The Frozen Dead - Bernard Minier - Mulholland Books
Most of us will read more books whilst on holiday than we normally do. I certainly fall within this category. One of the books which I read during my recent lazy hazy sojourn was a translation of Bernard Minier's debut novel, "The Frozen Dead." What I can still remember of my O- level French forty years after the event would not be adequate to read this book in Minier's native tongue.
If one has to allocate a book to a specific genre and I suppose one must, then I think the best description for this one is probably, "crime thriller."
The backdrop for the novel is the French Pyrenees. The opening scenes involve the discovery of the decapitated body of a horse owned by a well connected local industrialist. This prompts a Toulouse police officer by the name of Servaz being sent to take charge of the resultant enquiry. The story is related through this Latin quoting character and a psychologist by the name of Diane Berg. This latter individual has just commenced work in an institution for the criminally insane which happens to be in the same valley as the equine remains were discovered in. Servaz comes across as a believable character, Diane Berg less so.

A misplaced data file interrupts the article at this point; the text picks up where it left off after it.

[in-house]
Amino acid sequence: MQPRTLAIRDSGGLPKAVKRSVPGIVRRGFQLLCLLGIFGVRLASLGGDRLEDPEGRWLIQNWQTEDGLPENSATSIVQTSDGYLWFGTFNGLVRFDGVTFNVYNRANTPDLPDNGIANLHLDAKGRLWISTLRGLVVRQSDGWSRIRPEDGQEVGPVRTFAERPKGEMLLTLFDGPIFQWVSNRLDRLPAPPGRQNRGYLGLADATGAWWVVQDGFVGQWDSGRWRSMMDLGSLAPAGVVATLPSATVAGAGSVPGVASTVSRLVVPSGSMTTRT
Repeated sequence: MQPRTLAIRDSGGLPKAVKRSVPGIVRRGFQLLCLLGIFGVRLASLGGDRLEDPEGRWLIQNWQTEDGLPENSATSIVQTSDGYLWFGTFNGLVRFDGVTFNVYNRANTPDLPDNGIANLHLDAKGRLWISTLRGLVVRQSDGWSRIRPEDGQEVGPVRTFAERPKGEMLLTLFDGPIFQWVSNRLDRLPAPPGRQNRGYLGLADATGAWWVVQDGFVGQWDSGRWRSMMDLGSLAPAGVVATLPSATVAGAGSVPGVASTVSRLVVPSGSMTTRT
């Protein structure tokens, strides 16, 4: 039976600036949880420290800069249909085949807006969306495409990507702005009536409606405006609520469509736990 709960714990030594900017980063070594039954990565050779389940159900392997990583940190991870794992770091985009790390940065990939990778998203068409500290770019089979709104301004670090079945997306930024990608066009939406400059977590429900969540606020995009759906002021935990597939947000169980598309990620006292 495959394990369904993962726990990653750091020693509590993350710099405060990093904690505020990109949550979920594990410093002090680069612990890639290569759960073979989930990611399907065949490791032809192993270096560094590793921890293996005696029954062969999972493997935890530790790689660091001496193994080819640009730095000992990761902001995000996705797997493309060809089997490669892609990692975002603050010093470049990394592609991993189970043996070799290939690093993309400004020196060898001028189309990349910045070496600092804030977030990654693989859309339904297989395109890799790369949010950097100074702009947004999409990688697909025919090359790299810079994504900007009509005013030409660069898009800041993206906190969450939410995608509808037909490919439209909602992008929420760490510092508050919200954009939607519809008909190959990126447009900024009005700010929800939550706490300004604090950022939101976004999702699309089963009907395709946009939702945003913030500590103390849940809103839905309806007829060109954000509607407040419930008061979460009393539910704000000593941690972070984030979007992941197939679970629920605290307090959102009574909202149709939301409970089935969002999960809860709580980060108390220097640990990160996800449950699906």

Two murders follow and there is the disturbing discovery at all three crime scenes of the DNA of one of the, "residents," of the secure unit. A nearby and now abandoned children's summer school will prove to have a connection to the deaths.
The build up to the denouement is well paced although I did find the actual climax of the novel slightly weak. However perhaps that is being rather churlish because as a holiday read it was enjoyable, - good escapism. I believe that Minier has now brought out a second novel and I would be tempted to add it to my reading list.